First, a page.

Since the 1960s, many scholars with an interest in urban affairs have chimed in with important research works that examine what one legendary professor referred to as the "unheavenly city" and its problems. In this paper (presented as part of The Brookings Institution's Metropolitan Policy research group), Professor Arthur C. Nelson of the Virginia Polytechnic Institute and State University turns his attention to the question of how the built environment of the urban areas of the United States might be reinvigorated during the coming quarter century. The 51-page paper contains a number of interesting findings, such as that by 2030 about half of the buildings in which Americans live, work, and shop will have been built after 2000. Other aspects of the report are not as surprising, such as the comment that a preponderance of this new growth will occur in the South and the West. Professor Nelson concludes the report by asking a rather pressing question: "Should we maintain the status quo in terms of development patterns, or can we envision a different pattern of growth?".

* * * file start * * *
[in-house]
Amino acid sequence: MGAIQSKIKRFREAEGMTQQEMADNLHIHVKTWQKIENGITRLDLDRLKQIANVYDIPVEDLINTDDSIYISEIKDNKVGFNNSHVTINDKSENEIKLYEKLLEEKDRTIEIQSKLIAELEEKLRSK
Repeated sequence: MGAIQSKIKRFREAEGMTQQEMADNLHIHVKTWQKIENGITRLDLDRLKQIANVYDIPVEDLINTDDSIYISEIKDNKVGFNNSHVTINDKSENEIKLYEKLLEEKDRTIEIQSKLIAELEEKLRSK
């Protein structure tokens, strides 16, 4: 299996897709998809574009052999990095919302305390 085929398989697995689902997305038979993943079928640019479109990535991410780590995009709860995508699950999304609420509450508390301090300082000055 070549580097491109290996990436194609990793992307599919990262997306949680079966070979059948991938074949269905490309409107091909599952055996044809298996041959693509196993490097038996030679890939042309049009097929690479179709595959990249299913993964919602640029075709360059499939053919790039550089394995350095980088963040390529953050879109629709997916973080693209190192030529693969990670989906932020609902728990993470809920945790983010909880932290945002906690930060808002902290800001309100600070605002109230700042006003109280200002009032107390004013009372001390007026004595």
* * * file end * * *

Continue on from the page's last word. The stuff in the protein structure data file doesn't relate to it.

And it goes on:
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    Social studies -- Urban studies,NSDL_SetSpec_internetscout,Social studies,oai:nsdl.org:2200/20120928111557796T,Social Sciences,NSDL



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